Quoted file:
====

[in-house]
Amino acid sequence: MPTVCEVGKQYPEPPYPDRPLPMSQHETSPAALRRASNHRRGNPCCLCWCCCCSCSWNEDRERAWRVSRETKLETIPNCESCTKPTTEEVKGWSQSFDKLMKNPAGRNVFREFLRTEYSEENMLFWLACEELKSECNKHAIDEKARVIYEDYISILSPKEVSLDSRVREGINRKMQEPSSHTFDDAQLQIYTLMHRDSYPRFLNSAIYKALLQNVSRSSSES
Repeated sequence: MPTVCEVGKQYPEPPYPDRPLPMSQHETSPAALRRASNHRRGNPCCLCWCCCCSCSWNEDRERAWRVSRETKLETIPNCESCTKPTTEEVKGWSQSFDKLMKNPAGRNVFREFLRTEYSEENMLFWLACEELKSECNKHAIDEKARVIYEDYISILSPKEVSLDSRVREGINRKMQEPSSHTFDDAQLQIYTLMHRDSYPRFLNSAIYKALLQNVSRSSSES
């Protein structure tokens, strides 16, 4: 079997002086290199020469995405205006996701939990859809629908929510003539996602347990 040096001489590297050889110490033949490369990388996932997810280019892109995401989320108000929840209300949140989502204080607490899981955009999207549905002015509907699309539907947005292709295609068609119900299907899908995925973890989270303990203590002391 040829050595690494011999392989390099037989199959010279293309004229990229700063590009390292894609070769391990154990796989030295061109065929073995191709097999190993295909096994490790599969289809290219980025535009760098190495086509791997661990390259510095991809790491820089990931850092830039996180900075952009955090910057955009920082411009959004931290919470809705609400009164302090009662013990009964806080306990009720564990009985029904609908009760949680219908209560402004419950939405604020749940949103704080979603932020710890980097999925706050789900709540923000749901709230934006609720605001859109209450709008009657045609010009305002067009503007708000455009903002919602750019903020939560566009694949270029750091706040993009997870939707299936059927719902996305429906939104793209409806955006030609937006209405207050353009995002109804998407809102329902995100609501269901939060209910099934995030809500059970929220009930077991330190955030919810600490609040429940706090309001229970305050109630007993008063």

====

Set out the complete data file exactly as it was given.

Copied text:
[in-house]
Amino acid sequence: MPTVCEVGKQYPEPPYPDRPLPMSQHETSPAALRRASNHRRGNPCCLCWCCCCSCSWNEDRERAWRVSRETKLETIPNCESCTKPTTEEVKGWSQSFDKLMKNPAGRNVFREFLRTEYSEENMLFWLACEELKSECNKHAIDEKARVIYEDYISILSPKEVSLDSRVREGINRKMQEPSSHTFDDAQLQIYTLMHRDSYPRFLNSAIYKALLQNVSRSSSES
Repeated sequence: MPTVCEVGKQYPEPPYPDRPLPMSQHETSPAALRRASNHRRGNPCCLCWCCCCSCSWNEDRERAWRVSRETKLETIPNCESCTKPTTEEVKGWSQSFDKLMKNPAGRNVFREFLRTEYSEENMLFWLACEELKSECNKHAIDEKARVIYEDYISILSPKEVSLDSRVREGINRKMQEPSSHTFDDAQLQIYTLMHRDSYPRFLNSAIYKALLQNVSRSSSES
């Protein structure tokens, strides 16, 4: 079997002086290199020469995405205006996701939990859809629908929510003539996602347990 040096001489590297050889110490033949490369990388996932997810280019892109995401989320108000929840209300949140989502204080607490899981955009999207549905002015509907699309539907947005292709295609068609119900299907899908995925973890989270303990203590002391 040829050595690494011999392989390099037989199959010279293309004229990229700063590009390292894609070769391990154990796989030295061109065929073995191709097999190993295909096994490790599969289809290219980025535009760098190495086509791997661990390259510095991809790491820089990931850092830039996180900075952009955090910057955009920082411009959004931290919470809705609400009164302090009662013990009964806080306990009720564990009985029904609908009760949680219908209560402004419950939405604020749940949103704080979603932020710890980097999925706050789900709540923000749901709230934006609720605001859109209450709008009657045609010009305002067009503007708000455009903002919602750019903020939560566009694949270029750091706040993009997870939707299936059927719902996305429906939104793209409806955006030609937006209405207050353009995002109804998407809102329902995100609501269901939060209910099934995030809500059970929220009930077991330190955030919810600490609040429940706090309001229970305050109630007993008063």